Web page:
Sleep Home > Versed

Versed is a sedative, anxiety, and anesthesia medication that is used before or during surgeries and medical procedures. This prescription medication works to reduce anxiety, cause sleepiness, relax the muscles, and impair short-term memory by enhancing the effects of a certain brain chemical. Versed comes in the form of an injection or a syrup and is very fast acting. Side effects can include breathing problems, tenderness at the injection site, and nausea.

What Is Versed?

Versed® (midazolam) is a prescription medication approved for use as a sedative, anxiety, or anesthesia medication used before or during surgeries, medical procedures, or dental procedures. It is also used to sedate people on respirators in intensive care units.
 
(Click Versed Uses for more information on what the drug is used for, including possible off-label uses.)
 

Who Makes Versed?

Brand-name Versed was made by Hoffmann-La Roche, but it is no longer manufactured. Fortunately, there are several companies that make generic Versed.
 

How Does It Work?

Versed is part of a group of medicines called benzodiazepines. Benzodiazepines have several effects on the body, including:
 
  • Reducing anxiety
  • Causing sleepiness
  • Relaxing the muscles
  • Stopping seizures
  • Impairing short-term memory.
     
All benzodiazepines can have these effects to some degree, depending on the specific benzodiazepine that is being taken. They work in the brain by enhancing the effects of gamma-aminobutyric acid (GABA), a brain chemical that is naturally calming. GABA can slow down or stop certain nerve signals in the brain. This is why Versed and other benzodiazepines are known as mild tranquilizers, sedatives, or central nervous system depressants (CNS depressants).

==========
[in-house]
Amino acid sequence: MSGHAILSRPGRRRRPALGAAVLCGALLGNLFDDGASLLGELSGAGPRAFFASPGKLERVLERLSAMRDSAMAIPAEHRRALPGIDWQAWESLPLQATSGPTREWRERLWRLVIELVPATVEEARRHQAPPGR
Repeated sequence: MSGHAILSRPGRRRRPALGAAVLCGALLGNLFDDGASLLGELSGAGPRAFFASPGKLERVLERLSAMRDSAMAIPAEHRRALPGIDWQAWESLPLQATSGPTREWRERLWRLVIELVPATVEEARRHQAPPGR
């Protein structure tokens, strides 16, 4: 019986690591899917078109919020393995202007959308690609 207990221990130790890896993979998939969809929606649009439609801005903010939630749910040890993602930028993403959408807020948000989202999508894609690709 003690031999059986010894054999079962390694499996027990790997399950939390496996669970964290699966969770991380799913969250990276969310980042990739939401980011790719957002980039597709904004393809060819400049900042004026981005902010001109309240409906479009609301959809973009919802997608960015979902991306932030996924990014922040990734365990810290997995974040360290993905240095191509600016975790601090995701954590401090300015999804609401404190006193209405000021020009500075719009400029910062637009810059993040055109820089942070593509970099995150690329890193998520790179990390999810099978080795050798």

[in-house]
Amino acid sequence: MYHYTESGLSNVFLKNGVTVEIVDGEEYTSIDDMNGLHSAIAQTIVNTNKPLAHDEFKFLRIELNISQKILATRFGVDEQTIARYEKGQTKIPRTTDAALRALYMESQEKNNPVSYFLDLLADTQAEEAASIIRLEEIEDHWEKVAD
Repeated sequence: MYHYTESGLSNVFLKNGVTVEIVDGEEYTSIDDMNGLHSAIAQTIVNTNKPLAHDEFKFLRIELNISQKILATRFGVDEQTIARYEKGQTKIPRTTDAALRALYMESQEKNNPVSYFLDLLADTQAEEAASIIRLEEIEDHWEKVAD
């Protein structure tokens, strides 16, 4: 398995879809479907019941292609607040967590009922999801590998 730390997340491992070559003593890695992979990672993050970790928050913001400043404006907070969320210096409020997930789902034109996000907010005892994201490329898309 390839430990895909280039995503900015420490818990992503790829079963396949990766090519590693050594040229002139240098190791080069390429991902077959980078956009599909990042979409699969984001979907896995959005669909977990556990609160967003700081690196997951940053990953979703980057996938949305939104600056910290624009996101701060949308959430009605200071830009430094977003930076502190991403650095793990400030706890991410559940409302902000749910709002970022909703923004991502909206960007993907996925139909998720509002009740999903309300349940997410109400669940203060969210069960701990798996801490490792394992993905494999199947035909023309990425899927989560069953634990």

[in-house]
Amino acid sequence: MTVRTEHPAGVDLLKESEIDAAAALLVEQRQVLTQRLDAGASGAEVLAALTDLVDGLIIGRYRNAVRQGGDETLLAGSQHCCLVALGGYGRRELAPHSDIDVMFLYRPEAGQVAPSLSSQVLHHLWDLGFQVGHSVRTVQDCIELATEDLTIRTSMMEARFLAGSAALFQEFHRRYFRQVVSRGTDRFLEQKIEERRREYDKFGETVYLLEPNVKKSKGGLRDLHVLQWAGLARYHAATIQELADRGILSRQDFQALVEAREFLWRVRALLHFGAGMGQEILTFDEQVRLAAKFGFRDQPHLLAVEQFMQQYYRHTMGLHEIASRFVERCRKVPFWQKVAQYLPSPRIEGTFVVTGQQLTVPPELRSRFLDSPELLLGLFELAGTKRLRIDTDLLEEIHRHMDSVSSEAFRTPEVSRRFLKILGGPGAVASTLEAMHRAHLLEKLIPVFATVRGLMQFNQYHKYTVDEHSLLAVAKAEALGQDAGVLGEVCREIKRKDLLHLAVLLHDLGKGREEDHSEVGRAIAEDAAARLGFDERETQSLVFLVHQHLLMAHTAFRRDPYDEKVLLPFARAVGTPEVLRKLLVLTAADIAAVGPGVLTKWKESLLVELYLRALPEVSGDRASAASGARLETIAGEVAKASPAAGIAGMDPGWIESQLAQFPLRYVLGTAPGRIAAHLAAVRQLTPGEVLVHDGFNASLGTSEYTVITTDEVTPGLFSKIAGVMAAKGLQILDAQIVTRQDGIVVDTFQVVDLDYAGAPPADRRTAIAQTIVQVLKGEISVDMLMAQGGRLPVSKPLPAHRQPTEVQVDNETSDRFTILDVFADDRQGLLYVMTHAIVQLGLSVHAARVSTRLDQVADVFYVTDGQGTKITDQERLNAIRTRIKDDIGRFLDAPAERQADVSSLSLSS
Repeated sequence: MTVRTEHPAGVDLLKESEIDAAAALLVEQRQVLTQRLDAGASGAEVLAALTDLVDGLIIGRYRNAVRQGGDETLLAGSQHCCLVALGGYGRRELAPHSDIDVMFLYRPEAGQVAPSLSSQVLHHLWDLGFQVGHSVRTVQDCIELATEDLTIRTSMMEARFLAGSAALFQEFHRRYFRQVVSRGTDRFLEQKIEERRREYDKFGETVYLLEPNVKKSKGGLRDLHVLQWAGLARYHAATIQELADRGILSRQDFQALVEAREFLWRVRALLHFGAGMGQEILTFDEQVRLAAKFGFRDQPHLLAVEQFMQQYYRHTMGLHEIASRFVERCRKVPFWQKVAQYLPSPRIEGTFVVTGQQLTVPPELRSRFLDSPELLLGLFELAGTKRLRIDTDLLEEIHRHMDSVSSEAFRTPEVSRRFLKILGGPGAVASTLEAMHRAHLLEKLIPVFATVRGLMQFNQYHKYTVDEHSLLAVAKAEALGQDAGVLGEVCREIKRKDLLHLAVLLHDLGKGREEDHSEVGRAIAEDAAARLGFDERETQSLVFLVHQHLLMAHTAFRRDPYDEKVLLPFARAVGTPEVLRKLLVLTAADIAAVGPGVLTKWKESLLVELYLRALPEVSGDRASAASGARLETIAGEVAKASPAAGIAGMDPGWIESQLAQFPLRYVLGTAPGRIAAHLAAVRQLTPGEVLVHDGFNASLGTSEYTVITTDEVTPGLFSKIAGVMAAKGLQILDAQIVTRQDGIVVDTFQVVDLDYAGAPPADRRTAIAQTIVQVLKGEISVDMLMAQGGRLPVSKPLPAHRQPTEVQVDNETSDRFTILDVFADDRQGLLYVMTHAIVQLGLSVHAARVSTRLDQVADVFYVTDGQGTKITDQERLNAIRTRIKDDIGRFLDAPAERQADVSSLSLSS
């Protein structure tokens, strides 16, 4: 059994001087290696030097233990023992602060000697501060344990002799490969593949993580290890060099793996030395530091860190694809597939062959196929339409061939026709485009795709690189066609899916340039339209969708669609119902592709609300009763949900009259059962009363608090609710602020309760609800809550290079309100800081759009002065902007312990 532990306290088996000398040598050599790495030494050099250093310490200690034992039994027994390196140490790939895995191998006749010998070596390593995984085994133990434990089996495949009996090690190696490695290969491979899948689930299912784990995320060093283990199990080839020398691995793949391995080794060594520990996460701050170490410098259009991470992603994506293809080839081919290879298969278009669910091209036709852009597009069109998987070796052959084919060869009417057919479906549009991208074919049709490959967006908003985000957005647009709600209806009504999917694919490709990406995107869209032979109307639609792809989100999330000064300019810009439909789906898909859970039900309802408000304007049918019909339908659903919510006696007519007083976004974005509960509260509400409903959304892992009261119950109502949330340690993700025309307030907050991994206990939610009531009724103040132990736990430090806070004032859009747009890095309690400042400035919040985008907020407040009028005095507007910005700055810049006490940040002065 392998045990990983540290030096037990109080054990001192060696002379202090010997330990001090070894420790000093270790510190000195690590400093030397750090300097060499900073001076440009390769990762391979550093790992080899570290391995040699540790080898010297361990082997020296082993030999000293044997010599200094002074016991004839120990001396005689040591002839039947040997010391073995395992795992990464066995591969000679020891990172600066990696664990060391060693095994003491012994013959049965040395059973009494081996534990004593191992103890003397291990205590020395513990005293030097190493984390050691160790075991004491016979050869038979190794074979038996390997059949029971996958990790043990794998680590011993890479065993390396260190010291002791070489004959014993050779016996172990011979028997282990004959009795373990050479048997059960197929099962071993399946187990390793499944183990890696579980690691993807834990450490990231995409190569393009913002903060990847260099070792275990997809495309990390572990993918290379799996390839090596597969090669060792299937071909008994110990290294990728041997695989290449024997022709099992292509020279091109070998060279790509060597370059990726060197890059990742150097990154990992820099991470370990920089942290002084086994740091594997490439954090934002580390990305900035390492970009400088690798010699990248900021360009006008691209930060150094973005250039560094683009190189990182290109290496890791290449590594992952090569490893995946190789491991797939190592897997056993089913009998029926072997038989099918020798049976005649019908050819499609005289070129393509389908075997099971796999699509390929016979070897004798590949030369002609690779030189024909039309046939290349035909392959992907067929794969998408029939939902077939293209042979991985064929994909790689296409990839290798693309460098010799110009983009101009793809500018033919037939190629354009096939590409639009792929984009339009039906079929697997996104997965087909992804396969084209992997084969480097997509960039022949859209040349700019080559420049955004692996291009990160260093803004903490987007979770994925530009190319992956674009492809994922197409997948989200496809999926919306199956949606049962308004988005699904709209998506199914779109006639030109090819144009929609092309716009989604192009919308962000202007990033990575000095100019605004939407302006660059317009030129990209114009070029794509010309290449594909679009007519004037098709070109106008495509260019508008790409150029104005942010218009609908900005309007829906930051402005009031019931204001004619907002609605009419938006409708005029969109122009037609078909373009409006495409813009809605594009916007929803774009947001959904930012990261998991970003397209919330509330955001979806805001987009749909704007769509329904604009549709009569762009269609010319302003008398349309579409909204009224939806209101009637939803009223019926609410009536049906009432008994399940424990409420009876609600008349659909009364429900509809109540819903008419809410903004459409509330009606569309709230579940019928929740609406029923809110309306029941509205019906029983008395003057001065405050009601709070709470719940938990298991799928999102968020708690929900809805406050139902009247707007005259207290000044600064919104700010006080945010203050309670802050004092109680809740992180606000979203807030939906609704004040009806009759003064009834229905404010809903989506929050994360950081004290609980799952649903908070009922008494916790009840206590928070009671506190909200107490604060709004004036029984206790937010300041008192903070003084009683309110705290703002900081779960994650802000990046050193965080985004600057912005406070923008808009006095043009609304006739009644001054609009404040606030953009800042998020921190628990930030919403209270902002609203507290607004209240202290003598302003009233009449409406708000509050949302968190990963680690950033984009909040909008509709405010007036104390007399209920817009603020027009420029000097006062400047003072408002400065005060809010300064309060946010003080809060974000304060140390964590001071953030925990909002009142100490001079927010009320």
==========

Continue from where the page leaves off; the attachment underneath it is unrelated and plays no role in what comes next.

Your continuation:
Because Versed is very fast acting, it is particularly useful for anesthesia. It can help start the anesthesia process (called anesthesia induction), relieving anxiety and causing memory loss (amnesia). In fact, many people who use Versed for "conscious sedation" during a procedure are awake for the entire procedure but remember nothing, often believing they were "out" the whole time.
 
Written by/reviewed by:
Last reviewed by: Kristi Monson, PharmD;
Last updated/reviewed:
List of references (click here):
Other Articles in This eMedTV Presentation
Advertisement


Topics & Medications

Quicklinks

Related Channels

eMedTV Links
Copyright © 2006-2017 Clinaero, Inc.

eMedTV serves only as an informational resource. This site does not dispense medical advice or advice of any kind. Site users seeking medical advice about their specific situation should consult with their own physician. Click Terms of Use for more information.

This site complies with the HONcode standard for trustworthy health information:
verify here.